Sunday, March 6, 2011


when i was eleven years old i remember standing in the kitchen with my mother doing the dishes.  i remember she asked me "who won the war between the north and the south?"  well, thinking since i lived in the south i said "the south."  i suppose i was in the 6th grade at the time.  looking back i really cannot recall much about elementary school other than the things that embarrassed me.  so, there i was standing next to my mother instantly knowing i had said the wrong thing.  she stood there looking down at me with that look.  you know the kind of look that says things you don't understand and you don't know why?  it was the look that was on my mother's face every time she looked at me.  so i stood there looking up at her.  she looked at me and said "NO, STUPID!"  i felt so ashamed.  i just stood there.  i can remember as we finished the dishes her irritated, jerky, snatching movements.  yet again it was just one more instance of the disappointment she felt in me.  it hurt.  the words she said hurt so bad.  she never did tell me the "correct" answer; eventually figuring it out on my own.  years later i got the chance to go to college.  i was in my late 30s.  i was going thru a very bitter divorce and custody battle, working full time, and taking a full load every semester.  one day i received a very important letter.  it was from the college announcing my ACADEMIC EXCELLENCE.  there was to be a banquet honoring those who had accomplished that cherished goal.  i got in my car and drove to atlanta to my mother's house.  when i arrived there was just a bit of small talk before i pulled that letter from my purse.  with so much pride and a pounding heart i handed the envelope to her.  as i stood there watching her look at the envelope and opening the letter i wanted to just SCREEEAM "NOW ASK ME WHO WON THE WAR BETWEEN THE NORTH AND THE SOUTH!"  as she read the letter i calmly said "not too bad for someone who didn't know who won the war between the north and south is it?"  she looked over the top of her glasses while still holding the letter and said "you've got to be shitin' me."  i just stood there and smiled.  drawing out the moment of my glory.  the relief of feeling important and knowledgeable.  and i said "no mama, i'm not.  i never forgot what you called me.  a child never forgets."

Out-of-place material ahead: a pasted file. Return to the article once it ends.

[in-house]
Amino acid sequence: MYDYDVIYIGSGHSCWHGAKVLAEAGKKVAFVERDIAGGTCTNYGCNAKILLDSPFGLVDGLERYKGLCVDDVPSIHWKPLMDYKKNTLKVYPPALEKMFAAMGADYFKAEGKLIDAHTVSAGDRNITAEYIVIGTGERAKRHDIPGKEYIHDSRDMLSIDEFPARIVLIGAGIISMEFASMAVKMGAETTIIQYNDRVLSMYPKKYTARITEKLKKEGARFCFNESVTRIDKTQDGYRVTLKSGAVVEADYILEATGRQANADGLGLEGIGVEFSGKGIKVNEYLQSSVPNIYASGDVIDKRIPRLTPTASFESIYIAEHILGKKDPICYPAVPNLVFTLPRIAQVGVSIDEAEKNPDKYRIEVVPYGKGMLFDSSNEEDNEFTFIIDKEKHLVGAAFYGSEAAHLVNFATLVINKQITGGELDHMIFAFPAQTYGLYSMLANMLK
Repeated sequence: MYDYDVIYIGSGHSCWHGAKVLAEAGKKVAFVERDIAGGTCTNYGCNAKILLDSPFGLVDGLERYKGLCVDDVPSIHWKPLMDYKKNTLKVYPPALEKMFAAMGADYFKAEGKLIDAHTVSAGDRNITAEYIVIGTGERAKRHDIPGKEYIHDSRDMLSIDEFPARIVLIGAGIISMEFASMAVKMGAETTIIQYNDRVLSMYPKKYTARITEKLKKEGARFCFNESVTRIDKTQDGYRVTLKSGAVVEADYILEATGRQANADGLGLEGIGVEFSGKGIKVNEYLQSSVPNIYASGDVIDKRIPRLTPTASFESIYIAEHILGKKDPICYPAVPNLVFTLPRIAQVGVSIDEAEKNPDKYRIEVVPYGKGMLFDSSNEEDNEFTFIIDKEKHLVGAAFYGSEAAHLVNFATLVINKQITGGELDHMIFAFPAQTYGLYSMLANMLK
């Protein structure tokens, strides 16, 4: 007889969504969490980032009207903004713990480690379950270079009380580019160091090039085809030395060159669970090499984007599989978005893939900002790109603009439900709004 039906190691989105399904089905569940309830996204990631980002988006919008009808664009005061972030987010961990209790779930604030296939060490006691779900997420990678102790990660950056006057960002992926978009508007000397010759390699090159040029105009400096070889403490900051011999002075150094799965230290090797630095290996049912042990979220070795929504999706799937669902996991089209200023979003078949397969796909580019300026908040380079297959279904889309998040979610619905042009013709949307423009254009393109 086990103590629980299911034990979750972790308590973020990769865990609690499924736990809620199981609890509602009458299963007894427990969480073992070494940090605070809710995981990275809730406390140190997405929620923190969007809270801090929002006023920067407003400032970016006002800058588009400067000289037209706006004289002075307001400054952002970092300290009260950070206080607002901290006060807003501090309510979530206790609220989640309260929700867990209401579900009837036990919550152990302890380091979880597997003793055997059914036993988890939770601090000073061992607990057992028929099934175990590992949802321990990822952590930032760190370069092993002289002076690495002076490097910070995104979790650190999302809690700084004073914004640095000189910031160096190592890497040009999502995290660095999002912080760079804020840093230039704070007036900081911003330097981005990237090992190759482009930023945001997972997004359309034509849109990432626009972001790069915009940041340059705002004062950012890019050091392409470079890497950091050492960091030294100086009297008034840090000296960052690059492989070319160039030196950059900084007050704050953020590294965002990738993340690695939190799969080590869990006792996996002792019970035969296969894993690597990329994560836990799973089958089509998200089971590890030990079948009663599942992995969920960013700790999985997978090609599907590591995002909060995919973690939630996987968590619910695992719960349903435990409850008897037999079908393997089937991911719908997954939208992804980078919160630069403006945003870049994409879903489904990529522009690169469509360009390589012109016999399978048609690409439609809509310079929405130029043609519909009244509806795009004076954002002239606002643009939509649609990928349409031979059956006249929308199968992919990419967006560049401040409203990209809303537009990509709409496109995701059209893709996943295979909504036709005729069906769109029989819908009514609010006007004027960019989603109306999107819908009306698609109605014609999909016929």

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All you need is love. But a little chocolate now and then doesn't hurt. Charles M. Schulz